War of the Rebellion: Serial 026 Page 0189 Chapter XXX. ATTACK ON NEW BERNE, N. C.

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Yankees at Deep Gully I would have pursued them to their next strong-hold, at Rocky Run, 3 miles nearer New Berne, but as Pettigrew had been silenced, and there were three shorter roads to Kinston than the one I was on, I fell back to a point opposite Trenton. Remained there Sunday and until noon to-day. No pursuit by the Yankees. Our loss has been slight.

General Pettigrew reports:

The absence of the Whitworth ruined us. The 20-pounder Parrotts are worse than useless. One burst, killing 4 men and wounding 4; another broke its axle. The shells of all them burst just at the mouth of the gun. I hope never to see them again.

Robertson sent me out a lieutenant, who partly cut the railroad. He sent out a colonel, who saw some Yankees and came back. Robertson did not go himself. We must have a better man. Garnett did not start until Sunday. I have sent Pettigrew to Greenville to protect him if necessary. I propose to go over there myself in a few days. I fear Garnett has seriously compromised himself by his long delay. If it be true, as your scout reports, that the Yankees have been so heavily re-enforced at New Berne they may attempt to cut Garnett off. Had the Whitworth been sent the gunboat would have been beaten and New Berne would have been at Pettigrew's mercy. Then if my original plan had been carried out of moving Ransom on the Sound road to the rear of New Berne I think we would have gained the town, or at least have caused a very salutary alarm. The spirit manifested by Whiting has spoiled everything. My order of assignment says: "General D. H. Hill is assigned to the command of all the troops in North Carolina." If I am to cut down to two brigades I will not submit to the swindle.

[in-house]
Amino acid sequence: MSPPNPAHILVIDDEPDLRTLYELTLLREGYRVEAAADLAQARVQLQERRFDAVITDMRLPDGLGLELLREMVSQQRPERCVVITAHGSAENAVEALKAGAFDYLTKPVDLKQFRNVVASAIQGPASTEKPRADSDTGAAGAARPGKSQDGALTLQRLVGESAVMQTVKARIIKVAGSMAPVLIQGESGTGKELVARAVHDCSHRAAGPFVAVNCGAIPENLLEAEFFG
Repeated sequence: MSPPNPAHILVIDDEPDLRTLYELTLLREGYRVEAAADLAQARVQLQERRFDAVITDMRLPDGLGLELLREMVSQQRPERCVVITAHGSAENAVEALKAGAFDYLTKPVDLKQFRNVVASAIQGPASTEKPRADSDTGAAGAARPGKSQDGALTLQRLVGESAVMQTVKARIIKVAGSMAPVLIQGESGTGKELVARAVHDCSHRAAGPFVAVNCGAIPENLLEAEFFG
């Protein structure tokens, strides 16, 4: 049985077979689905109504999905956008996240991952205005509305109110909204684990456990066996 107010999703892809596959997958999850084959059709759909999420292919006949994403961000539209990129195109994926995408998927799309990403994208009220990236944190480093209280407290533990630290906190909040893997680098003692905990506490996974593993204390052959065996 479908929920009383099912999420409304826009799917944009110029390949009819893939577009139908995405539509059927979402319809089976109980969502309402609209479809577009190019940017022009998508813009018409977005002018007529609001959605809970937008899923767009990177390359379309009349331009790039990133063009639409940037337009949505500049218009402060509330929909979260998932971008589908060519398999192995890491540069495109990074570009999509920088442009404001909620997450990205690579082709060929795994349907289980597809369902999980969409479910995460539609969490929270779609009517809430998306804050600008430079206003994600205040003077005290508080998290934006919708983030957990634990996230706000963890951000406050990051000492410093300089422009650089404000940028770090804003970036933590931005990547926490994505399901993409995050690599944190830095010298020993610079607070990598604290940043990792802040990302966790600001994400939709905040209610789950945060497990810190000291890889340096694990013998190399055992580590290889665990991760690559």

So far as I can judge there will be no movement at Charleston until Hooked gets out of the mud. The there will be a general movement on Fredericksburg, Petersburg, the North Carolina Railroad, and Wilmington. We ought to have been clearing out North Carolina while Hooker was mud-bound. This I urged three months ago, but I was unheeded. It is not yet too late to do something and I am anxious to go to work. I started out with my throat in a terrible fix and thought it might cost me my life. Thank God, I am no worse.

Foster ought to be ashamed of letting one brigade run him into his rat-hole.

I have received nothing but contemptuous treatment from Richmond from the very beginning of the war, but I hope they will not carry matters so far as to perpetuate a swindle.

You were greatly mistaken in supposing that I was indifferent about the Whitworth. I told you that it was too late to get it, but that it was worth all the guns I had. I had tried the Parrotts, and their shells all burst prematurely.

If the Yankee re-enforcements are as large as your scout represent them they will establish an inland communication between New Berne, Washington, and Plymouth, and thus have their cordon of forts complete from Suffolk down. A glance at the map will show how seriously this would embarrass us. For my part I could get no information from New Berne.

With great respect,

D. H. HILL,

Major-General.

[General LONGSTREET.]